One final story about the truth of E. Annie Proulx’ quote at the top of this post. From Gallagher:
The importance of what a reader brings to the page is also highlighted in a study discussed by Hirsch in The Knowledge Deficit (2006). This study consisted of two groups of students who were asked to read a passage about baseball. The first group was made up of strong readers who knew little about baseball. The second group was composed of struggling readers who were knowledgeable about baseball. After reading the passage, students in each group had their comprehension tested. Guess which group scored higher? The struggling readers. Having strong reading skills was not enough for the students who came to the page with a knowledge deficit about the topic. Though the second group of readers were not strong readers, the prior knowledge they brought to the page enabled them to outscore readers with far better abilities. Prior knowledge, or in the case of the good readers, the lack of prior knowledge, was the x-factor.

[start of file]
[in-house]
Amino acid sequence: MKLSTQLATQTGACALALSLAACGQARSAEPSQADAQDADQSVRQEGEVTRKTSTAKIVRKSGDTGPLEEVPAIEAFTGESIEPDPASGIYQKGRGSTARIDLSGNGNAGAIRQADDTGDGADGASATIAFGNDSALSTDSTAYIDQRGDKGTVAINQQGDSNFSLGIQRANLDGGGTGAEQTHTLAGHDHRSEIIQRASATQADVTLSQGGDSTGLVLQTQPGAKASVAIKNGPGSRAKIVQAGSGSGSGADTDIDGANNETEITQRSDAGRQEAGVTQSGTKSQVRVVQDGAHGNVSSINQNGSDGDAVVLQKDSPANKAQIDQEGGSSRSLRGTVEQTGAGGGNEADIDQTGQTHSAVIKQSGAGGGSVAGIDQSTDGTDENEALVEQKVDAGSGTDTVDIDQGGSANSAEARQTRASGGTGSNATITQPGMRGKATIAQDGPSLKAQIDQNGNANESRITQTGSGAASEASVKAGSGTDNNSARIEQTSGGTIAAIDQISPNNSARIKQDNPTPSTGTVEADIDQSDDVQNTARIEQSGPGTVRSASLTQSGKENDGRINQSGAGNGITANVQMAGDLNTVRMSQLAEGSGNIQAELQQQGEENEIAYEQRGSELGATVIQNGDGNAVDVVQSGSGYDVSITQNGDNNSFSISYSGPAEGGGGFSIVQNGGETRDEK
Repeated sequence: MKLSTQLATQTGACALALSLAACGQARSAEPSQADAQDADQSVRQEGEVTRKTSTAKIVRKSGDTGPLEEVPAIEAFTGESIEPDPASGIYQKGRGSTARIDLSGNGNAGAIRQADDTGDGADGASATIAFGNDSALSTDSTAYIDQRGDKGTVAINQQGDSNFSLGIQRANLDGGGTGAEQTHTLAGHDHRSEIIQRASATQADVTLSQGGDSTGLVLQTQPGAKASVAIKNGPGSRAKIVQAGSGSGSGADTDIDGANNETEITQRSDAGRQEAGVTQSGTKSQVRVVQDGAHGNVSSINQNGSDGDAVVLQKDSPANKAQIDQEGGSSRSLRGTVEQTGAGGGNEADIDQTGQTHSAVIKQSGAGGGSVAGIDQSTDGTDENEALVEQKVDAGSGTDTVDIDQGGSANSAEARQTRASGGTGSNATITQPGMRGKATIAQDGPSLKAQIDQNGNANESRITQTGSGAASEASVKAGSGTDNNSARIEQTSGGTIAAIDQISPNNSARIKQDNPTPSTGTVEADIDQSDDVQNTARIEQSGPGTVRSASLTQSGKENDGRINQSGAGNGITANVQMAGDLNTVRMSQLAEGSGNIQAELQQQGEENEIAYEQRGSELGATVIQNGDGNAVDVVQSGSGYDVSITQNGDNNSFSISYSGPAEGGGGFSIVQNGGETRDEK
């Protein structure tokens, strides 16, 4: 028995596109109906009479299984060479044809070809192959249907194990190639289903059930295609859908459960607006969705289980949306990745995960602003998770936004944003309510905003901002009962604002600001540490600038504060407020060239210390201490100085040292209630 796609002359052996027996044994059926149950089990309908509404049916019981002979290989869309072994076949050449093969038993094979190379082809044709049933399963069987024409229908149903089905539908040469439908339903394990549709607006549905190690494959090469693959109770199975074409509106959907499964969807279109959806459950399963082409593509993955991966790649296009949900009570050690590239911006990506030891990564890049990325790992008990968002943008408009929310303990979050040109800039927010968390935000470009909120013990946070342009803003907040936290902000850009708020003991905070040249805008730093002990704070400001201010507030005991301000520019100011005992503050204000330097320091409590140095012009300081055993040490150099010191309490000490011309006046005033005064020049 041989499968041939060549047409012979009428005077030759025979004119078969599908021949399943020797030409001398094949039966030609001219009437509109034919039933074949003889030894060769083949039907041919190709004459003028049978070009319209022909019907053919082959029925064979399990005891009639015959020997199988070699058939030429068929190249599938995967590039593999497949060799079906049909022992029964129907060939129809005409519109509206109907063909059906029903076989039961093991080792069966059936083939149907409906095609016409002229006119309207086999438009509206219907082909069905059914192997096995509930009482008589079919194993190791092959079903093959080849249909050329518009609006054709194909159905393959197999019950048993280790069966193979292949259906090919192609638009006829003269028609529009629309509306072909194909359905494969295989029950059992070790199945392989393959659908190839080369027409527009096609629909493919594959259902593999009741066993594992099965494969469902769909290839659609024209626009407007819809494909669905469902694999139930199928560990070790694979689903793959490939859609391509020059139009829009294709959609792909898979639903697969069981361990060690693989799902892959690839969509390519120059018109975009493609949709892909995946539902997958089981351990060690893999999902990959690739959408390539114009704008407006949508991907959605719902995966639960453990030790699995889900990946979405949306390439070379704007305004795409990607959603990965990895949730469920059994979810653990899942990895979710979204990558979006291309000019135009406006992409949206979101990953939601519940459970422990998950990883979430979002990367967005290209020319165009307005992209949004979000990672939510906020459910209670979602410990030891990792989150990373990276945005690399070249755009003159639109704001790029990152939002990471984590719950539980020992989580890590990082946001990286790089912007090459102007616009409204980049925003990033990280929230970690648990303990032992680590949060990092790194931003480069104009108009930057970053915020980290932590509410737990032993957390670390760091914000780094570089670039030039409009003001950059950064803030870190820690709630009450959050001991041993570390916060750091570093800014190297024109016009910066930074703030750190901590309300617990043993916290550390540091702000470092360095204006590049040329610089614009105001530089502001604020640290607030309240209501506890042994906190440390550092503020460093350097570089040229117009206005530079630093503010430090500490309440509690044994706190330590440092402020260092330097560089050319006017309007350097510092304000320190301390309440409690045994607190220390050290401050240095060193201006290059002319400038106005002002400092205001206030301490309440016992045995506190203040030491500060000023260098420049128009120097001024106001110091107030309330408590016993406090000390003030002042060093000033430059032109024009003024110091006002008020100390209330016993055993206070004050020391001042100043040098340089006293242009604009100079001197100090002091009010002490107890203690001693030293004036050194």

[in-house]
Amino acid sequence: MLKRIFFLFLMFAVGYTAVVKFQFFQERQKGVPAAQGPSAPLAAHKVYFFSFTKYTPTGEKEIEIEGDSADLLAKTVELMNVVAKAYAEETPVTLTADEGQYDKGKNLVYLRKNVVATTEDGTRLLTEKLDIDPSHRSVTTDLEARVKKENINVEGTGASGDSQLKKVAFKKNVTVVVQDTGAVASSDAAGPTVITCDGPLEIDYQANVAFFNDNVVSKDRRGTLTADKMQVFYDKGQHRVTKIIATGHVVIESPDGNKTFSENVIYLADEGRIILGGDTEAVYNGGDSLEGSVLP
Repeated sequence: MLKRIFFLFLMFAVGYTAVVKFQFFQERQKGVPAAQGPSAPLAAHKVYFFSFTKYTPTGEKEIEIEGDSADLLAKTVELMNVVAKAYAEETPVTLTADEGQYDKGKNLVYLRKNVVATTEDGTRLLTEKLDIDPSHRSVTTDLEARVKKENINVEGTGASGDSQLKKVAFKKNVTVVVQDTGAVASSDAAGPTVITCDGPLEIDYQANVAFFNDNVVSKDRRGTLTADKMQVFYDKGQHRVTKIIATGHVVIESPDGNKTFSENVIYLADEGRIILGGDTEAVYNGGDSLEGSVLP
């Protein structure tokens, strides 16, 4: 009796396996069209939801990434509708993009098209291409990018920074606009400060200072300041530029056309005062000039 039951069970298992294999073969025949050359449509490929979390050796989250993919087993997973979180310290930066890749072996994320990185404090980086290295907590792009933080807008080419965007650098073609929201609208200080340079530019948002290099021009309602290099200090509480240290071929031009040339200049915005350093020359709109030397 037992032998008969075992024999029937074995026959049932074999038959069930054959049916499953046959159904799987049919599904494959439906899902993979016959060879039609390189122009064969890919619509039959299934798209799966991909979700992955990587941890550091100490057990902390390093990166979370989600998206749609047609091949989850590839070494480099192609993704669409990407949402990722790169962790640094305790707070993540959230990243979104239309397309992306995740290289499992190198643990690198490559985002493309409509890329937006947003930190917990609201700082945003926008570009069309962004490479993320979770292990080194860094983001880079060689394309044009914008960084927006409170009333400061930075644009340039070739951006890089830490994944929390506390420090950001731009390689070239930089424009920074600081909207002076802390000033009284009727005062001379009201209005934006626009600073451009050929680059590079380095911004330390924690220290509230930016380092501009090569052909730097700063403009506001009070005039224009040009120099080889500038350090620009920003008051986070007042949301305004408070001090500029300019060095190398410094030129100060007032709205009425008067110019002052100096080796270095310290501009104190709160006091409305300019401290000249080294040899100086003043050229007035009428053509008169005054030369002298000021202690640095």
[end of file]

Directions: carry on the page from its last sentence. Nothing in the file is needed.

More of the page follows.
Gallagher concludes: “If we are serious about building strong readers, we need to be serious about building strong knowledge foundations in our students. With this in mind, we should be mindful of the large wealth of knowledge capital that comes from the voluminous reading of books, newspapers, blogs, and magazines. These are the sources that build the critical foundations of serious readers…”
Next post will be devoted to resources to support “voluminous reading” in your Read 180 classroom without access to deep pockets. Stay tuned!